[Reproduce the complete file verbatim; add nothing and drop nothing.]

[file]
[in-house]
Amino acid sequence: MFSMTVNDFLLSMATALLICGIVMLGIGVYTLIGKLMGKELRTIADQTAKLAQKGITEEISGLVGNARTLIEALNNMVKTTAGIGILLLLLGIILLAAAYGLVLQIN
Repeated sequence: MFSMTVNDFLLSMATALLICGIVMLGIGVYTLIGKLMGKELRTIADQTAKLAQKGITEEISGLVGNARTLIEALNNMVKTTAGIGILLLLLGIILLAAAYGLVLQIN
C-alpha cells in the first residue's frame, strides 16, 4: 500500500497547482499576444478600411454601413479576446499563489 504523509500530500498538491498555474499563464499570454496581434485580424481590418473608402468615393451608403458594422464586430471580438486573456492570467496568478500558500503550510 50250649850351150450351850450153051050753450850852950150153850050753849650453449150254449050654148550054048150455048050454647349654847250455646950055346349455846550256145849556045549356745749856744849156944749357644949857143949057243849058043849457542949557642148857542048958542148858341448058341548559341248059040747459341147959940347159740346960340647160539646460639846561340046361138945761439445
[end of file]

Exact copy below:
[in-house]
Amino acid sequence: MFSMTVNDFLLSMATALLICGIVMLGIGVYTLIGKLMGKELRTIADQTAKLAQKGITEEISGLVGNARTLIEALNNMVKTTAGIGILLLLLGIILLAAAYGLVLQIN
Repeated sequence: MFSMTVNDFLLSMATALLICGIVMLGIGVYTLIGKLMGKELRTIADQTAKLAQKGITEEISGLVGNARTLIEALNNMVKTTAGIGILLLLLGIILLAAAYGLVLQIN
C-alpha cells in the first residue's frame, strides 16, 4: 500500500497547482499576444478600411454601413479576446499563489 504523509500530500498538491498555474499563464499570454496581434485580424481590418473608402468615393451608403458594422464586430471580438486573456492570467496568478500558500503550510 50250649850351150450351850450153051050753450850852950150153850050753849650453449150254449050654148550054048150455048050454647349654847250455646950055346349455846550256145849556045549356745749856744849156944749357644949857143949057243849058043849457542949557642148857542048958542148858341448058341548559341248059040747459341147959940347159740346960340647160539646460639846561340046361138945761439445